According to Bob Nightengale of USA Today, Tony La Russa is on the Mariners’ “short list” to replace Chuck Armstrong as team president. Armstrong announced in November that he was retiring after 28 years during two separate stints with the club. The Mariners began their interview process this week with two internal candidates, but Nightengale writes that La Russa “could be the odds-on-favorite” for the job if they look outside the organization.
For his part, La Russa wouldn’t talk specifically about a position with the Mariners when asked by Nightengale, but he wasn’t shy about his interest in leaving his job as a special assistant to MLB commissioner Bud Selig for a chance at a front office job with a team.
“I’m interested in getting to the competition upstairs,” La Russa said. “I’ve missed the competition since I left the field. I talked to the commissioner [Bud Selig] about it. It’s not a thing where you miss the dugout, but I miss the winning and losing.
“The situation has to be right.”
There should be a resolution soon, as Mariners CEO Howard Lincoln told Nightengale said that he hopes to make a decision within the next three weeks. Armstrong is set to leave his position as president on January 31.
UPDATE: La Russa has confirmed to FOX Sports’ Ken Rosenthal that he’s interested in the Mariners’ job. He even sent a resume. How adorable.
It was assumed already, but Mike Scioscia made it official during Monday’s press conference for new general manager Billy Eppler that he will return as Angels manager in 2016.
Scioscia, the longest-tenured manager in the majors, has been at the helm with the Angels since 2000. There was a clause in his contract which allowed him to opt out after the 2015 season, but he has decided to stay put. He still has three years and $15 million on his contract, which runs through 2018.
Jerry Dipoto resigned as Angels general manager in July amid tension with Scioscia, so there were naturally questions today about what to expect with first-time GM Eppler in the fold. According to David Adler of MLB.com, Scioscia isn’t concerned.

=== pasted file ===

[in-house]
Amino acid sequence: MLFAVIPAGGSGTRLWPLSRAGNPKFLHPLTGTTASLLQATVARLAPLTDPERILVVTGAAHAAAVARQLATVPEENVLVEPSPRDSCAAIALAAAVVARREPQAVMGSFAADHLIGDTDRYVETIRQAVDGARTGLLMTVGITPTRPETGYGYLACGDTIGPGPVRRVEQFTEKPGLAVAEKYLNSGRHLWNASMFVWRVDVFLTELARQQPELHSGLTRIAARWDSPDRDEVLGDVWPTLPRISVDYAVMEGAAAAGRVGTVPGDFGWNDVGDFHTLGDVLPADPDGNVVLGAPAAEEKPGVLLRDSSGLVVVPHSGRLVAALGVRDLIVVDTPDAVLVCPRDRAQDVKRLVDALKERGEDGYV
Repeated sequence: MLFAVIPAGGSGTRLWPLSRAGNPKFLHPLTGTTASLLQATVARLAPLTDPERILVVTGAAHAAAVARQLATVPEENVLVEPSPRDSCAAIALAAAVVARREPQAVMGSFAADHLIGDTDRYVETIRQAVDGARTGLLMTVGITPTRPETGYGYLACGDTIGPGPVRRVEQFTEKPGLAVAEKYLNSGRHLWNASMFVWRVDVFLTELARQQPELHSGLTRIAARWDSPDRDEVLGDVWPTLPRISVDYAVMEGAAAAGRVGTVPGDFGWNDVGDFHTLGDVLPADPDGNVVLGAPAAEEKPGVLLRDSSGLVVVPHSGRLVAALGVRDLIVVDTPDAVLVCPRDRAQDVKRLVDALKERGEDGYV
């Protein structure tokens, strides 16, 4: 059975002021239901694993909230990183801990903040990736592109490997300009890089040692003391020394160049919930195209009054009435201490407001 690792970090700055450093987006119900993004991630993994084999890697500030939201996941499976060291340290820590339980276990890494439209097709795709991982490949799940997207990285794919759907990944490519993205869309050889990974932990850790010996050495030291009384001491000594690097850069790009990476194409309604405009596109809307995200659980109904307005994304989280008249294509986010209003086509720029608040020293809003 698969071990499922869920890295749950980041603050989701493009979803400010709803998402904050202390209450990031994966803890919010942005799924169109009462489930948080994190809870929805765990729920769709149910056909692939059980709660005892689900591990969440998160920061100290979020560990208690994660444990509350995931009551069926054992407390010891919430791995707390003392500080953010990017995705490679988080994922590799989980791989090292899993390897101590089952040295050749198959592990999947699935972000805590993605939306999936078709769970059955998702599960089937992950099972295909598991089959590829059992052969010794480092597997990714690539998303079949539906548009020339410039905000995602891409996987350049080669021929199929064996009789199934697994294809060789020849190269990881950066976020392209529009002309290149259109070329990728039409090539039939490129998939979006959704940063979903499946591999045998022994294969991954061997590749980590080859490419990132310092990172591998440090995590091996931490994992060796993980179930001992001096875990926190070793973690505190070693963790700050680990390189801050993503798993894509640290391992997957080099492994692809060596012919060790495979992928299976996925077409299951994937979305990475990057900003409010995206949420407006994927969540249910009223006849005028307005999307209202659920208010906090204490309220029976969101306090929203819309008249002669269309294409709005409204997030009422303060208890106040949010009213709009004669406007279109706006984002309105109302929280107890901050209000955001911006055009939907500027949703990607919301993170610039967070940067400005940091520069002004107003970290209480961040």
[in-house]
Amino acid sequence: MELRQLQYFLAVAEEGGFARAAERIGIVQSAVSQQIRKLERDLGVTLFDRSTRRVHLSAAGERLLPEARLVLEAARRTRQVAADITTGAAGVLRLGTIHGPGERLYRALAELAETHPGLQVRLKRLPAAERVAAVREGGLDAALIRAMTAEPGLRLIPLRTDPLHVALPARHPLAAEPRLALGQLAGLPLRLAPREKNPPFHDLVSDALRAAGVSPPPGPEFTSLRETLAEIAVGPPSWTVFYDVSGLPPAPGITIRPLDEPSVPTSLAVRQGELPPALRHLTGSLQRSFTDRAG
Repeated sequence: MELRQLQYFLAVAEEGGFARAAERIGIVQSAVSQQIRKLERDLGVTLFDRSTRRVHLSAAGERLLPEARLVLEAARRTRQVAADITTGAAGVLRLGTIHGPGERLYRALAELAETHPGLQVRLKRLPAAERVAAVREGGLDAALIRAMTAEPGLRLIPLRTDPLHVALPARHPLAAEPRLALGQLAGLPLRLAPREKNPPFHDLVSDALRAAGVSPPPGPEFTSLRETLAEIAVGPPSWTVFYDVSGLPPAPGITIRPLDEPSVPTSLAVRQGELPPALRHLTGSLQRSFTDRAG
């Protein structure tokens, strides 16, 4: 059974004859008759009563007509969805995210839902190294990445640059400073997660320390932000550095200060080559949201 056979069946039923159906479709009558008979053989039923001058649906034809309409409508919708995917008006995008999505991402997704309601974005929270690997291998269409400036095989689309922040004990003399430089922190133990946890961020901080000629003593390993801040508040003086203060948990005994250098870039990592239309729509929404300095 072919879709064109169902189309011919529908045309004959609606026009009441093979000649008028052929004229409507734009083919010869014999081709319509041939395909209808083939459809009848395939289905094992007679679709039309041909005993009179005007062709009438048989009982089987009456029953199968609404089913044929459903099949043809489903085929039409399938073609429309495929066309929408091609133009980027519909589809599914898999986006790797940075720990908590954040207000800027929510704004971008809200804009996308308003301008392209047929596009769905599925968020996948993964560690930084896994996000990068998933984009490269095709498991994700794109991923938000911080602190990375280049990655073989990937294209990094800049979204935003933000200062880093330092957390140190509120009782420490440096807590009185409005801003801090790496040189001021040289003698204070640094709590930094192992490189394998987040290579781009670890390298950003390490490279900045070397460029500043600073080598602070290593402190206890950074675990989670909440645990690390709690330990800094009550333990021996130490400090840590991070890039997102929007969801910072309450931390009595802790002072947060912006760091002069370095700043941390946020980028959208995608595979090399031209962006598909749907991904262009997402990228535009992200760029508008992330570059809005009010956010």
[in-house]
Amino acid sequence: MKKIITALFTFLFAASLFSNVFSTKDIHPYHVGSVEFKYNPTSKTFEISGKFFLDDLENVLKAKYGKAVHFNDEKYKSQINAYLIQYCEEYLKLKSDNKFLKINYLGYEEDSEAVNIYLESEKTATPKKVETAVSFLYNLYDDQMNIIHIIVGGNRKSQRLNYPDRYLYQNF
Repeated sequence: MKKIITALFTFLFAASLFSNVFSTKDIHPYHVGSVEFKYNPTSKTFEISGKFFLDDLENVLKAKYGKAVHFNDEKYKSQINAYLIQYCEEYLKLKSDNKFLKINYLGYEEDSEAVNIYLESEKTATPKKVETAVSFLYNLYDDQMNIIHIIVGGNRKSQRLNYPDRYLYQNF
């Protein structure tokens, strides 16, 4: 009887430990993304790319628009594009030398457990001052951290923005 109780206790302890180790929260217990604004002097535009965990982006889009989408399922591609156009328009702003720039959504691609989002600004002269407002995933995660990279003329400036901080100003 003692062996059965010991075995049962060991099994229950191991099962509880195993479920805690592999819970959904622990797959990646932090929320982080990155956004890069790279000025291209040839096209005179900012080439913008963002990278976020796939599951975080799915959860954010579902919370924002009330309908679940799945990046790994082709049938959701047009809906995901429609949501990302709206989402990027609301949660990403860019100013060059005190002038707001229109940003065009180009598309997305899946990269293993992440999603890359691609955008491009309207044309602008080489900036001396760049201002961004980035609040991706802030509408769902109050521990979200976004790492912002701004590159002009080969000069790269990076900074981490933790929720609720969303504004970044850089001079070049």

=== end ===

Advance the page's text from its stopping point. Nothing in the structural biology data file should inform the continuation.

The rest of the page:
“I think we’re going to mesh very well,” Scioscia said. “If we adjust, or maybe he adjusts to some of the things, there’s going to be collaboration that’s going to make us better.”
Eppler is the fourth general manager during Scioscia’s tenure with the team.
After winning the AL West last season, the Angels finished 85-77 this season and narrowly missed the playoffs. The team hasn’t won a postseason game since 2009.
Astros center fielder Carlos Gomez sat out the final series of the regular season in order to rest a strained left intercostal muscle, but there was good news coming out of a workout today in advance of Tuesday’s Wild Card game vs. the Yankees.
This has been a lingering issue for Gomez, who missed 13 straight games with the injury last month. He aggravated the strain on a throw to home plate last Wednesday and was forced to sit while the Astros fought to keep their season alive. Astros manager A.J. Hinch told reporters last week that Gomez’s injury would typically take 45-50 days to recover from, so it’s fair to wonder how productive he can be during the postseason.
Gomez mostly struggled after coming over from the Brewers at the trade deadline, batting .242 with four home runs and a .670 OPS over 41 games.